A recent publication out of UCLA cites using HemaCare mobilized leukopaks in the development of a new natural killer (NK) T cell-based therapy. 
The multi-departmental group of scientists, the majority of whom are based at UCLA, collaborated on the groundbreaking cancer research project. Their potential treatment relies on the unique properties of a powerful class of natural killer T cells.
Invariant natural killer T (iNKT) cells are a distinct population of T cells that express an invariant T-cell receptor (TCR) and a number of cell surface molecules in common with natural killer (NK) cells. These cells are rare amongst human immune cells, but play a significant role in protecting their host from cancer. iNKT cells display multiple mechanisms for defending against tumor cells, including producing large amounts of cytokines to activate other immune cells, and the ability to target multiple different types of cancer. In humans, iNKT cell populations are decreased in patients with both solid tumors and blood-based cancer.
The UCLA scientists on this project reasoned that if having insufficient numbers of these T cells left one vulnerable to cancer, then re-supplying the human body with sufficient numbers of the cells might be a good way to turn things around and allow the body to fight the disease. The authors knew, however, that previous attempts to harness the therapeutic power of iNKT cells that are naturally present in the human body have been hampered by the very low numbers of the cell type present in cancer patients. To circumvent this complication, the authors devised a clever strategy. Instead of working directly with the rare iNKT cells, they decided to collect and engineer the more numerous hematopoietic stem cells (HSC) that give rise to all T cell sub-populations.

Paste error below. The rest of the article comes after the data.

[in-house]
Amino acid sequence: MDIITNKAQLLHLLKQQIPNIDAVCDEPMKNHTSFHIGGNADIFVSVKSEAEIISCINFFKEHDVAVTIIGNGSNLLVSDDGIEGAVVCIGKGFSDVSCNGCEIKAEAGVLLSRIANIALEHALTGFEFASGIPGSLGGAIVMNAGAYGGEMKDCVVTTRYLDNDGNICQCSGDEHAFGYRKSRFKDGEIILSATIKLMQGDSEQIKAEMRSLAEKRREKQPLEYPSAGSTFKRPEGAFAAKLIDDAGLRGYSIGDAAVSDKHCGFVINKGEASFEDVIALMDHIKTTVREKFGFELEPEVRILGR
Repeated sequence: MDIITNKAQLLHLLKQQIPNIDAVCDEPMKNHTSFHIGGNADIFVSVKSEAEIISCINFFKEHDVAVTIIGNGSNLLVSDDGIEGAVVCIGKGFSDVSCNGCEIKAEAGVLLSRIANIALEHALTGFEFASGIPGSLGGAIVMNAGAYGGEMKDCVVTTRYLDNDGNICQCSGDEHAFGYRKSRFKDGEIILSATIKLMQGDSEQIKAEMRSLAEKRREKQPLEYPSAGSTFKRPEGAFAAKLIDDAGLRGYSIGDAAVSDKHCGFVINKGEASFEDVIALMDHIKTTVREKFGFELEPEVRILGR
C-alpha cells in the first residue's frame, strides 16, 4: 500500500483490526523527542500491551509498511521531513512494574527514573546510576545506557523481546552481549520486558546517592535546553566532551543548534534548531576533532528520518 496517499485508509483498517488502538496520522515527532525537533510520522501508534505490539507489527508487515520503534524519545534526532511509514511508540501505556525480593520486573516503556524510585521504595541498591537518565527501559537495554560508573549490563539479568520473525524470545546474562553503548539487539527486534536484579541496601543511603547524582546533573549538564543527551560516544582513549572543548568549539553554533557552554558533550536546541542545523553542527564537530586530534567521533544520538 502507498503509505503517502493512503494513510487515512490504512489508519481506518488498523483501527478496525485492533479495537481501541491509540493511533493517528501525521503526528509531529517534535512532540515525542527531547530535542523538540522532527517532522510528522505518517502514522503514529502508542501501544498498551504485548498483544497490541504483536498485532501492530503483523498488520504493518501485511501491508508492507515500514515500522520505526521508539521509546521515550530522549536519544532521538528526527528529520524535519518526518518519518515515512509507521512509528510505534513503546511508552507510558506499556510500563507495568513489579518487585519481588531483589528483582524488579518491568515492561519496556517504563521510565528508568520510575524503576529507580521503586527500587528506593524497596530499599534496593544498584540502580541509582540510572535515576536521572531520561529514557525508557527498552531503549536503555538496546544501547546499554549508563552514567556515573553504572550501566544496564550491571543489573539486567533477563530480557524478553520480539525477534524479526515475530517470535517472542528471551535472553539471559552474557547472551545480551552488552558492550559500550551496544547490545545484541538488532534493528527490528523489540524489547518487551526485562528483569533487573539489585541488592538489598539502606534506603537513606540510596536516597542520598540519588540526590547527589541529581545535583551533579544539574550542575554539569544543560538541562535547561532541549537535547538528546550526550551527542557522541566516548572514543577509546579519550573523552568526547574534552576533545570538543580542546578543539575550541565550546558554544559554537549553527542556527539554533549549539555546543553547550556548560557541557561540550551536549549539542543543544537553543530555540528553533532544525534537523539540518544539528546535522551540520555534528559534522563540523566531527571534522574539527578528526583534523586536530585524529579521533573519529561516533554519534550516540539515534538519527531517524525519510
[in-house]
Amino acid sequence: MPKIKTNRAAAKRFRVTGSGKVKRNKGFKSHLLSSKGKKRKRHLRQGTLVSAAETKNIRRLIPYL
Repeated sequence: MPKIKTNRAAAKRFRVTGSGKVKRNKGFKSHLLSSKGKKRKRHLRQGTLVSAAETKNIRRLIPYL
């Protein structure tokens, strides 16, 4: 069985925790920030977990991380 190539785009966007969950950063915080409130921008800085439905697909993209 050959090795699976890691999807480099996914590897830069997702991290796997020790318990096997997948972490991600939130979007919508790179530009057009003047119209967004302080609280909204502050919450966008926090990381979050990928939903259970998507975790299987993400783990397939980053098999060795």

Zhu Y., et al., Cell Stem Cell. 2019
The authors used G-CSF-mobilized leukopaks from HemaCare as the starting material for their study. They first tested different “humanized” mouse models to discover which was best at stimulating the production of iNKT cells by way of engrafted human HSCs. They then genetically modified human HSCs to produce iNKT cells using an engineered version of the iNKT T cell receptor (TCR). This TCR-based gene transfer approach instructs the engineered HSC to develop into an iNKT cell subtype. The team has previously published work successfully demonstrating the generation of mouse HSC-engineered iNKT cells using the same strategy they planned to use with the human cells.
Once the research team established that they were able to successfully generate human HSC-engineered iNKT cells in culture, the modified human HSCs were engrafted into their most efficient mouse model. Analysis of the mice revealed a tissue distribution of HSC-engineered human iNKT cells typical of that seen in healthy humans. The modified human HSCs were able to generate these cells over the lifetime of the mice, and appeared to be both safe and well-tolerated. Furthermore, the scientists reported highly efficient infiltration of the human HSC-generated iNKT cells into solid tumors and significant suppression of solid tumor growth.
The authors of this paper report that their next step will be to translate their work to clinical development. They believe the new strategy has significant potential to treat a wide range of both blood-based and solid tumors in human patients.
- Zhu Y. et al., Development of Hematopoietic Stem Cell-Engineered Invariant Natural Killer T Cell Therapy for Cancer Cell Stem Cell 25, 1–16. 2019.